‘Lies’ but ‘no evidence’

| 02/04/2014

(CNS): The defence attorney representing Raziel Jeffers in the murder trial for the killing of Damion Ming pointed out to the jury that there was no forensic evidence and no witnesses that say his client was guilty. He said that the crown’s key witness had lied and the alleged confession that she said he made ‘lay in the gutter’ with the crown’s case, as there was nothing to corroborate her lies. Michael Wolkind, QC, pressed home the position that the witness had made up the damning allegations as a campaign of revenge against Jeffers because he had rejected her and because she had profited from the witness protection programme.

He told the jury that the crown’s telephone evidence proved nothing and merely demonstrated that on the night of the killing Jeffers was in the district at places that were in no way unusual. He described a catalogue of conflicting evidence as well as the fact that Ming was a marked man as a result of his gang and criminal affiliations.

Wolkind dismissed the evidence that Jeffers was the only person to call one of the men present at the crime scene in the immediate wake of the killing after another witness had overheard that same individual say that the killer had just called to see if Ming was dead.

The defence attorney also made much of the conflicting evidence of a witness who said there were two men who ran past a nearby property before and after the shooting and sped away in a light coloured car. He pointed to the possibility of two guns being fired and that although the idea of two men had persisted throughout the enquiry, the police had conducted a very poor investigation and failed to follow up on various witnesses who had also claimed to see two gunmen. He said Earl Ebanks, who had seen the bicycle, whom he discredited as a drug user, had seen the gunmen and he had lied about their identity and made up the story of the bicycle.

Wolkind saved his worst criticisms, however, for the crown's key witness. He said her alleged confession was nothing more than rumour and speculation and what details she had related to the police about the circumstances of Ming’s demise were well known and she could easily have picked it up on the marl road.

Much of what she said, Wolkind told the jury, was not corroborated in any way, as he said her claims that Jeffers had spoken with someone inside HMP Northward to get permission to use the gun to kill Ming, that the weapon had been hidden in the yard of his friends, Jordan and Justin Manderson, or that he wore a “ninja suit”, were among the many lies she told for which the crown could not find support.

He said she was bent on a campaign of revenge as a result of the accumulation of anger and resentment she felt and, as the old saying goes, the lawyer told the jury, “no campaign, no gain”.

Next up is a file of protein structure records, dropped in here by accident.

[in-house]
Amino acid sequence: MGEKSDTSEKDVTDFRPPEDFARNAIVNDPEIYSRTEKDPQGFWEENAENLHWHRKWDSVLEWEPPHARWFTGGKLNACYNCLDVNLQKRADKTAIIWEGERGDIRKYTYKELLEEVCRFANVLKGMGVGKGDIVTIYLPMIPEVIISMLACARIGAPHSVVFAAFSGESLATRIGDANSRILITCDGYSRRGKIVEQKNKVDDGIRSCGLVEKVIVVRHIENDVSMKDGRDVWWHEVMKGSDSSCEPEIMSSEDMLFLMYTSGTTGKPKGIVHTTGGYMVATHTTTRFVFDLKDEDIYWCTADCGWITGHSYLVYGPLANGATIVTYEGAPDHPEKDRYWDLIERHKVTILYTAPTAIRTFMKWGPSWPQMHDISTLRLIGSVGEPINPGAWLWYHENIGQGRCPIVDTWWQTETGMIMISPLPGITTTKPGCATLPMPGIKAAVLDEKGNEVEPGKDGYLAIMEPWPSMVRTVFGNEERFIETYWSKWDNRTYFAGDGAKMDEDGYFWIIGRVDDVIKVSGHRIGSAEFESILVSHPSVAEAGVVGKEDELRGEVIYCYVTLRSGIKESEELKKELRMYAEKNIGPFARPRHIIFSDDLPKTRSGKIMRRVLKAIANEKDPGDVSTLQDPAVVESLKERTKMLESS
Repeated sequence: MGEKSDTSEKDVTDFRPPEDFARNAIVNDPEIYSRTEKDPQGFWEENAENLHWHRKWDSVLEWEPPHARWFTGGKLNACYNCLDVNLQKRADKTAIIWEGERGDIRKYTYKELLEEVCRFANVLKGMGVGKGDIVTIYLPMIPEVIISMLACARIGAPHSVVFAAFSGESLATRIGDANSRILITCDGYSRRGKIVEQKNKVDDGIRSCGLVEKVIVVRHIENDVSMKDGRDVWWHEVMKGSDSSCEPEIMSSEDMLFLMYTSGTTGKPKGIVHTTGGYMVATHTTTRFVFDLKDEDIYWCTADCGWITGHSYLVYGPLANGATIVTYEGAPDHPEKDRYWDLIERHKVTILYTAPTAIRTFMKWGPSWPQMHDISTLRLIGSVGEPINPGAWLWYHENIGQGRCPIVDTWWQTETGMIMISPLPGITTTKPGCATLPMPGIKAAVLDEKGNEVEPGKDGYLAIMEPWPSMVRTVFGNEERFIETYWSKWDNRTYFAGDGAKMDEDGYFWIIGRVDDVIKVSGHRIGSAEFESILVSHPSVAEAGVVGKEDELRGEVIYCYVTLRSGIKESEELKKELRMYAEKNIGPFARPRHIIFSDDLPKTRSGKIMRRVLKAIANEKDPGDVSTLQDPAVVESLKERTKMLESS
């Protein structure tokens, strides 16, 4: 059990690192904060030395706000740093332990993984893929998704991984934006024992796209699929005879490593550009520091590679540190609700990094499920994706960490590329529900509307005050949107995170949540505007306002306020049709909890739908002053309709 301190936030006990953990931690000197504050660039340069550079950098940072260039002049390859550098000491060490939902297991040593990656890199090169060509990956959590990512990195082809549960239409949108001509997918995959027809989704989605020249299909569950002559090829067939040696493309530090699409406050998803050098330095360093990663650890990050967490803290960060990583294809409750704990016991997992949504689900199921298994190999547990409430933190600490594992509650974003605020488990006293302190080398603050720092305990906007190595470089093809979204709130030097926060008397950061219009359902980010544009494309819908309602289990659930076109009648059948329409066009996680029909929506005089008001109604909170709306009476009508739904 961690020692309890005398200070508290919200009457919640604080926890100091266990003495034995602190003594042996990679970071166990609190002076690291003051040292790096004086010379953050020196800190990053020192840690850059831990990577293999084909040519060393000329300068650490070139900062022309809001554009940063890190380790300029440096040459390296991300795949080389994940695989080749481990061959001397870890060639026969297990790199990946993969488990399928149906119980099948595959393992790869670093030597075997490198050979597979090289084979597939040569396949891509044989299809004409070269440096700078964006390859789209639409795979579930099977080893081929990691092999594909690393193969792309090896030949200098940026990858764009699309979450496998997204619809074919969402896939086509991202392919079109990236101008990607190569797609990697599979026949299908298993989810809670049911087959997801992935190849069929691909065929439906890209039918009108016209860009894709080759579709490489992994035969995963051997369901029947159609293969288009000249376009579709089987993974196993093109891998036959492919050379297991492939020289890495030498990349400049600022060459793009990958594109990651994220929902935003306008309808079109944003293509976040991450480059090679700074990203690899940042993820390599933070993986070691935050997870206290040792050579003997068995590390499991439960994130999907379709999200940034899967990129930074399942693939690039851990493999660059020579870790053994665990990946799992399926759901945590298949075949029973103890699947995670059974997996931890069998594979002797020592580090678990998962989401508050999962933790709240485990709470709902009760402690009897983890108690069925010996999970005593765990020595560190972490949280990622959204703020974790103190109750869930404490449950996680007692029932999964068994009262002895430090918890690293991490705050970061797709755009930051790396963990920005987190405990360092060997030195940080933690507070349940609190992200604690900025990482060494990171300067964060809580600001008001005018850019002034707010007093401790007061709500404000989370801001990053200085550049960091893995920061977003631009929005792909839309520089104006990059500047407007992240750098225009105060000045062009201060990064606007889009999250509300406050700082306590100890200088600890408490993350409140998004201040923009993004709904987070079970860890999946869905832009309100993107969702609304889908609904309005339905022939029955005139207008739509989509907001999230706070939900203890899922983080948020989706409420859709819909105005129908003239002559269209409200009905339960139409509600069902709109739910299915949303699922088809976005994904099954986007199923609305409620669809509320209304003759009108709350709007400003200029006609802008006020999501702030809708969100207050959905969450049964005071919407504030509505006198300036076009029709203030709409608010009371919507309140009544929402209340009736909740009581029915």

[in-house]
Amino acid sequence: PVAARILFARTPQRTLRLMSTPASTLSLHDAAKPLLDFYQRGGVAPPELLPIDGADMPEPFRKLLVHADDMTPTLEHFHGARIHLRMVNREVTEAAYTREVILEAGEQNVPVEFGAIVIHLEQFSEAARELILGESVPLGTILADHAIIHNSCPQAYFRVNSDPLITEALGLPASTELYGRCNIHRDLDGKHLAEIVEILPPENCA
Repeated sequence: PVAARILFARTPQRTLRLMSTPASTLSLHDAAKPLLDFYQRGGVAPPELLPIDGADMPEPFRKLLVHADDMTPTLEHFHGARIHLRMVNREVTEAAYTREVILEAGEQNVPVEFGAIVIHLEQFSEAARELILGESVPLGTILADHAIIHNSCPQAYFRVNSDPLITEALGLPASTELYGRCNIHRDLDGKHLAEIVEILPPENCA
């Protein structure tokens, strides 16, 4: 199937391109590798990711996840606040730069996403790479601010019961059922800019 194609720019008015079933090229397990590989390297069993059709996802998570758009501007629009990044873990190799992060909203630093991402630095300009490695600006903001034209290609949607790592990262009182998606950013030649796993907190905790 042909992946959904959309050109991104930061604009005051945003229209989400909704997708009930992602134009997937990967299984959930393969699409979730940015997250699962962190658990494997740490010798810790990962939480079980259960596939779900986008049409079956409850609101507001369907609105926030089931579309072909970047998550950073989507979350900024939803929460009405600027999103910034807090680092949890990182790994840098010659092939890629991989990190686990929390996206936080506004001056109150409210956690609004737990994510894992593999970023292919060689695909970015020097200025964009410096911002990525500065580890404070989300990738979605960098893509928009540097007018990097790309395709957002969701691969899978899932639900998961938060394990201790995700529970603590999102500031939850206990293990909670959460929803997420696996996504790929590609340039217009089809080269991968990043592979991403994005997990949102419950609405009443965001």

Wolkind impressed upon the jury the need for his client to have a fair trial andthat he could not be convicted on past crimes. He also said that Jeffers had an absolute right to protest his innocence regarding his previous murder conviction, as Wolkind stated miscarriages of justice were very common. He accused the crown of focusing on that conviction to undermine Jeffers’ hopes of a fair trial.

Wolkind said the crown’s case against his client was built on the word of an angry ex that constantly changed her story and made lies up on the spot. He described her as an “easy, quick and natural liar,” out for what she could get.

He said the jury had to decide the verdict but there could be no guilty verdict on that witness's evidence as her confession “lay in the gutter with the crown’s case”. Wolkind said there was no magic dust to sprinkle over the case to revive it to make the jury sure.

He told the jury not to buy the lies of the witness in a case where there was no proper evidence. He emphasised what he said was the issue that had demonstrated that the witness was lying, as there was no telephone record that matched the sequence of calls that she claimed had taken place between herself, Jeffers and his aunt before the couple met at Ocean Club and where the alleged confession was made.

“To convict, you will have to forget about her story being disproved,” he said, adding that they would also have to dismiss the other evidence, such as the car and the two men, and follow the establishment’s way of dealing with evidence to find that which it can mould to its perceived case and ignore all the rest.

“Can you forgive the prosecution for avoiding evidence?" he asked, before he finished his closing speech defending his client’s innocence.

The case adjourned Tuesday afternoon and will resume Wednesday morning, when Justice Malcolm Swift will sum up the evidence and direct the jury on the law before they are released to begin their deliberations. The five women and seven men will be required to deliver a unanimous verdict.

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